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Southern Africa faces food shortages as El Nino drought worsens-FAO

by Reuters
Wednesday, 23 December 2015 12:37 GMT

A farmer walks barefoot through a field close to the town of Chikuni in the south of Zambia February 21, 2015. REUTERS/Darrin Zammit Lupi

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Small-scale farmers are especially vulnerable as they are almost entirely dependent on rain

* Southern Africa facing successive seasons of poor crops

* Drought conditions exacerbated by strong El Nino pattern

By Ed Stoddard

JOHANNESBURG, Dec 23 (Reuters) - Southern Africa faces food shortages as drought, exacerbated by the El Nino weather pattern, delays planting and stunts crops across the region, the U.N.'s Food and Agriculture Organization (FAO) has said in an alert.

"The presence of a strong El Nino episode in 2015/16 raises serious concerns regarding the impact on food insecurity," the FAO said in the alert, issued late on Tuesday.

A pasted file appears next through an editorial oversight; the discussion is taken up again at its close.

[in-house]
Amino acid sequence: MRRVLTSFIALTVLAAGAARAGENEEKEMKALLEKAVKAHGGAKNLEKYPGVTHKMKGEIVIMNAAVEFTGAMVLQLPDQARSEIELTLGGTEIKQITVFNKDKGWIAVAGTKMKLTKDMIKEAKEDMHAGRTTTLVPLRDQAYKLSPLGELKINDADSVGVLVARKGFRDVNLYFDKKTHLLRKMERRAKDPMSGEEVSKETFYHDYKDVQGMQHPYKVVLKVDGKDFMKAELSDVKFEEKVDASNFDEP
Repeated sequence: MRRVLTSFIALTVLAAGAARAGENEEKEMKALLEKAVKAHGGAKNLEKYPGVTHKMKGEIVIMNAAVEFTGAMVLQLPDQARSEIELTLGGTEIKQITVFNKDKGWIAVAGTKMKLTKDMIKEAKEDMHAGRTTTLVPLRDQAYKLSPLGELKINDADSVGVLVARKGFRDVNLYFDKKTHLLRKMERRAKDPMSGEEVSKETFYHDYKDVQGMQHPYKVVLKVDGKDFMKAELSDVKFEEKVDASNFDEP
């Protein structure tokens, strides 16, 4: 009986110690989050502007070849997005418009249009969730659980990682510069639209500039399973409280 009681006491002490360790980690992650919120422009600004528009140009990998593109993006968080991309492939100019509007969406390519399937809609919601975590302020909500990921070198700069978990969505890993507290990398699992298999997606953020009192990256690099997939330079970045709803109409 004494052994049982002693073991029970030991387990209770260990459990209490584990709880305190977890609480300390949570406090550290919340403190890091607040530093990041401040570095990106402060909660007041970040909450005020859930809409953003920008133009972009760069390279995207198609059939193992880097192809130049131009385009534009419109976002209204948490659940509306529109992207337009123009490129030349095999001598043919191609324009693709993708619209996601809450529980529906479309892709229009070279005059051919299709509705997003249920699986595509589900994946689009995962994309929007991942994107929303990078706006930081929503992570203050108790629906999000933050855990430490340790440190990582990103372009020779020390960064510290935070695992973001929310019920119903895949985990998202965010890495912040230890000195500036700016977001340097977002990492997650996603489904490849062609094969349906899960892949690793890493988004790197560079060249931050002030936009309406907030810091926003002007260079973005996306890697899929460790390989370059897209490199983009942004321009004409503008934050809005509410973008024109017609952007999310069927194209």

Regional harvests last season were also badly affected by drought conditions, raising the spectre of back-to-back production declines of key cereal crops such as maize.

"In 2015 maize production, accounting for nearly 80 percent of the total cereal output, declined by 27 percent on account of adverse weather," the FAO said.

"The steep contraction has resulted in a tight supply situation in the 2015/16 marketing year (generally May/April) and raised import requirements for most countries."

Small-scale farmers in countries such as Malawi and Zambia are especially vulnerable as their plots are almost entirely dependent on the rain.

Maize prices in South Africa, the continent's top producer of the staple crop, are near record highs in the face of rolling heat waves and poor rains over key growing areas.

The December maize contract, which expired on Wednesday, closed at 4,160 rand a tonne, almost double its closing levels last year, according to Thomson Reuters' data. It scaled a record high of 4,250 rand a tonne on Monday.

The South African Weather Service said last week that temperatures would remain higher than normal and rainfall levels would be below average into the autumn season in May because of the El Nino, a warming of ocean surface temperatures in the eastern and central Pacific that occurs every few years. (Reporting by Ed Stoddard; Editing by Greg Mahlich)

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